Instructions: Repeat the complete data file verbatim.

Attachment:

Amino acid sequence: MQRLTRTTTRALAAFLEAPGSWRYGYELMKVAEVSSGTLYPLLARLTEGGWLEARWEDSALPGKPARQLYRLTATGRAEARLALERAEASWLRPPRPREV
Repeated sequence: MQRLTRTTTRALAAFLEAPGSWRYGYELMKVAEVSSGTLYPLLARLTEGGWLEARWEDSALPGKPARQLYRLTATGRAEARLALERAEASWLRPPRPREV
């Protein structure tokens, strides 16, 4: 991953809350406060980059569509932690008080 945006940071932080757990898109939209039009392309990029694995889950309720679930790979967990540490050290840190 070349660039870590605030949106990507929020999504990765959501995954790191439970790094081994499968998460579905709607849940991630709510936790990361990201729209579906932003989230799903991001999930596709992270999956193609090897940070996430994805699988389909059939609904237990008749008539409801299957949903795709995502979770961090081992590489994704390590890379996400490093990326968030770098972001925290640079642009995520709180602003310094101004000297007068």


Amino acid sequence: MQRLTRTTTRALAAFLEAPGSWRYGYELMKVAEVSSGTLYPLLARLTEGGWLEARWEDSALPGKPARQLYRLTATGRAEARLALERAEASWLRPPRPREV
Repeated sequence: MQRLTRTTTRALAAFLEAPGSWRYGYELMKVAEVSSGTLYPLLARLTEGGWLEARWEDSALPGKPARQLYRLTATGRAEARLALERAEASWLRPPRPREV
């Protein structure tokens, strides 16, 4: 991953809350406060980059569509932690008080 945006940071932080757990898109939209039009392309990029694995889950309720679930790979967990540490050290840190 070349660039870590605030949106990507929020999504990765959501995954790191439970790094081994499968998460579905709607849940991630709510936790990361990201729209579906932003989230799903991001999930596709992270999956193609090897940070996430994805699988389909059939609904237990008749008539409801299957949903795709995502979770961090081992590489994704390590890379996400490093990326968030770098972001925290640079642009995520709180602003310094101004000297007068």